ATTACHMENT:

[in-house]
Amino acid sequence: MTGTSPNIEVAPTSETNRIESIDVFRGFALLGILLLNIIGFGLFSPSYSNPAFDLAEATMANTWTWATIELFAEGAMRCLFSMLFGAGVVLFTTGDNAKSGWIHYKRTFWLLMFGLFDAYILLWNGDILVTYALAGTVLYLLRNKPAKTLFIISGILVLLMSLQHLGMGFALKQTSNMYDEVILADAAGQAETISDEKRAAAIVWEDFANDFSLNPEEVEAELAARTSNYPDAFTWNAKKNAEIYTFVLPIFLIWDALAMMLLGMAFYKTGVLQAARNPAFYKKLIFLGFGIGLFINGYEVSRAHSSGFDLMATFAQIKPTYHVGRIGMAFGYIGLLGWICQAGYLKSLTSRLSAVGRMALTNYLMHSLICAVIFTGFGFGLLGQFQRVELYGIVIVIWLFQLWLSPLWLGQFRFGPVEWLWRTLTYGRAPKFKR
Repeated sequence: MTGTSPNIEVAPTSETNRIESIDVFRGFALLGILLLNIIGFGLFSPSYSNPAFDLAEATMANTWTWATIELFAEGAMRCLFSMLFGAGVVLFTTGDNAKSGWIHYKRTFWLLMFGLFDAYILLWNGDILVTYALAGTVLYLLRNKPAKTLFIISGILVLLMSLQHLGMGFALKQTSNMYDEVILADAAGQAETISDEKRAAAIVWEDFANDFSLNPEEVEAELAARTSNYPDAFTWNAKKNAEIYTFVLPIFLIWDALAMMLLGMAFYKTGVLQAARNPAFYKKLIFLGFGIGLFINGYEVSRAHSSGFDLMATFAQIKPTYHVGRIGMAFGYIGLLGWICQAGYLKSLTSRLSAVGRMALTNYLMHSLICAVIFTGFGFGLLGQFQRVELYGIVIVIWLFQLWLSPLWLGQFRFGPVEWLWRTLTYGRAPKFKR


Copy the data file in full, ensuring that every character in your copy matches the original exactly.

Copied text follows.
[in-house]
Amino acid sequence: MTGTSPNIEVAPTSETNRIESIDVFRGFALLGILLLNIIGFGLFSPSYSNPAFDLAEATMANTWTWATIELFAEGAMRCLFSMLFGAGVVLFTTGDNAKSGWIHYKRTFWLLMFGLFDAYILLWNGDILVTYALAGTVLYLLRNKPAKTLFIISGILVLLMSLQHLGMGFALKQTSNMYDEVILADAAGQAETISDEKRAAAIVWEDFANDFSLNPEEVEAELAARTSNYPDAFTWNAKKNAEIYTFVLPIFLIWDALAMMLLGMAFYKTGVLQAARNPAFYKKLIFLGFGIGLFINGYEVSRAHSSGFDLMATFAQIKPTYHVGRIGMAFGYIGLLGWICQAGYLKSLTSRLSAVGRMALTNYLMHSLICAVIFTGFGFGLLGQFQRVELYGIVIVIWLFQLWLSPLWLGQFRFGPVEWLWRTLTYGRAPKFKR
Repeated sequence: MTGTSPNIEVAPTSETNRIESIDVFRGFALLGILLLNIIGFGLFSPSYSNPAFDLAEATMANTWTWATIELFAEGAMRCLFSMLFGAGVVLFTTGDNAKSGWIHYKRTFWLLMFGLFDAYILLWNGDILVTYALAGTVLYLLRNKPAKTLFIISGILVLLMSLQHLGMGFALKQTSNMYDEVILADAAGQAETISDEKRAAAIVWEDFANDFSLNPEEVEAELAARTSNYPDAFTWNAKKNAEIYTFVLPIFLIWDALAMMLLGMAFYKTGVLQAARNPAFYKKLIFLGFGIGLFINGYEVSRAHSSGFDLMATFAQIKPTYHVGRIGMAFGYIGLLGWICQAGYLKSLTSRLSAVGRMALTNYLMHSLICAVIFTGFGFGLLGQFQRVELYGIVIVIWLFQLWLSPLWLGQFRFGPVEWLWRTLTYGRAPKFKR